A ratio is a measure of the magnitude of difference between one value versus a second, or “base,” value. Typically, a ratio is obtained by dividing the first value by the second, multiplying the result by 100, then rounding to a whole number.

If the ratio equals 100, then the two values are identical. If it is greater than 100, then the first value is higher than the second. If it is less, then the first value is smaller. Therefore, for the 18-24 age range, the ratio of 205 means that the penetration rate among coupe buyers is 2.05 times (or 105 percent of) sedan buyers. (Note: If you do the math using the chart’s penetration rates of 7.3 percent and 3.6 percent, you will arrive at a ratio of 203. The discrepancy is because of rounding.)

Unlike a confidence statistic, a ratio does not take into account chance differences, nor is it sensitive to the sample sizes upon which the underlying percentages are based. This is apparent within the 85+-age range, where the coupe-to-sedan ratio is 77. However, the sample size is so low that the confidence is only 24 percent.

Another limitation of the ratio is that it can be impressively small or large even though the two percentages being compared are inconsequentially small. For example, if coupe buyers for the 85+-age range were 0.1 percent, then its ratio versus the 0.7 percent for sedan buyers would be an extremely low 14. But because the corresponding percentages for both coupe and sedan buyers would be less than 1 percent, the practical marketing applications would be inconsequential.

Finally, a ratio that compares two percentages is mathematically constrained because the percentages themselves have a ceiling of 100. Therefore, as the “baseline” percentage approaches this upper limit, the maximum possible value of the ratio gets reduced. For example, given the age 40-44 penetration of 13.8 percent within sedan buyers, the theoretical maximum ratio for coupe buyers is 725. However, if the sedan penetration were 80 percent, the maximum ratio would be just 125.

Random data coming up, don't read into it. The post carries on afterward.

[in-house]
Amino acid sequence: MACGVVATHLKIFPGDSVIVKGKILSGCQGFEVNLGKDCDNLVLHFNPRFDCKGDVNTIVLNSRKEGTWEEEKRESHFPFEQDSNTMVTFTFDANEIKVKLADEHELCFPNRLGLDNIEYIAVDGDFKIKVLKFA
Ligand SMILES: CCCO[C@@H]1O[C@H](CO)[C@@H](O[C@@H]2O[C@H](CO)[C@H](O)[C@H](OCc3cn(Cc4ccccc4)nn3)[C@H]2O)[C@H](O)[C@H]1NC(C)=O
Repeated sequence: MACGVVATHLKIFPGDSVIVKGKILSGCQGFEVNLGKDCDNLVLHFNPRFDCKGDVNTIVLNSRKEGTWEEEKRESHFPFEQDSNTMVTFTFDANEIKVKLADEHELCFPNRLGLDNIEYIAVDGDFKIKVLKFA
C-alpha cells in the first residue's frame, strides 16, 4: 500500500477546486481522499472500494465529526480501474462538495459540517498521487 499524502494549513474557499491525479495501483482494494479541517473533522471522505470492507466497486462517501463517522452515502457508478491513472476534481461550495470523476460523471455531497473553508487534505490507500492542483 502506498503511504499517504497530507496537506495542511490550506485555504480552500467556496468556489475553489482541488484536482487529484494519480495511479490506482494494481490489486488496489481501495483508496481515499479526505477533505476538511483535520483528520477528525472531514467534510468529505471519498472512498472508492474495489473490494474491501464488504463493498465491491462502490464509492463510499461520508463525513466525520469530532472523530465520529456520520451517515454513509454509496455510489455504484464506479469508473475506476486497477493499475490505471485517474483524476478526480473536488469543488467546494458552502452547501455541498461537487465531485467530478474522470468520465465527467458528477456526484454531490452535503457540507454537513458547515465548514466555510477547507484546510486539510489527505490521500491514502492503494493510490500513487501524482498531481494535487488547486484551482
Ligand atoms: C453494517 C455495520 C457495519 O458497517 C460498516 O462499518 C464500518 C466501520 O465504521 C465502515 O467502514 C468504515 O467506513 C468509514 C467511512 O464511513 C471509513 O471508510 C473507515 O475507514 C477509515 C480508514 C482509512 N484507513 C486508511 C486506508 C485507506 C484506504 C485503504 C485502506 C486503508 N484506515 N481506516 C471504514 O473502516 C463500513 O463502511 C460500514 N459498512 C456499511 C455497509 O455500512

Technically, no direct relationship exists between the confidence statistic and the ratio. In other words, a ratio does not have a confidence statistic attached to it. Instead, the confidence statistic is nothing more than a number that indicates the likelihood that two percentages are different.

However, when the percentages and associated sample sizes are not extremely large or small, the confidence statistic and ratio tend to “line up” and tell the same story about comparative sizes of the two percentages.

Confidence statistics and ratios should be interpreted holistically, and with great care. When reviewing a profile report, it is important to focus first on the sample sizes on which the percentages are based. Also, think about the magnitudes of the percentages.

Finally, overlay your own judgment of the real-world importance of the percentages, and their associated universe counts. The combination of statistics with human judgment is the best recipe for improved business clarity and better decisions.

For more reading on this topic, see “Individual/Household Demographics & Psychographics: Applications in Descriptive & Predictive Research,” The Direct Marketing Association’s 1997 Research Council Journal, www.wheatongroup.com.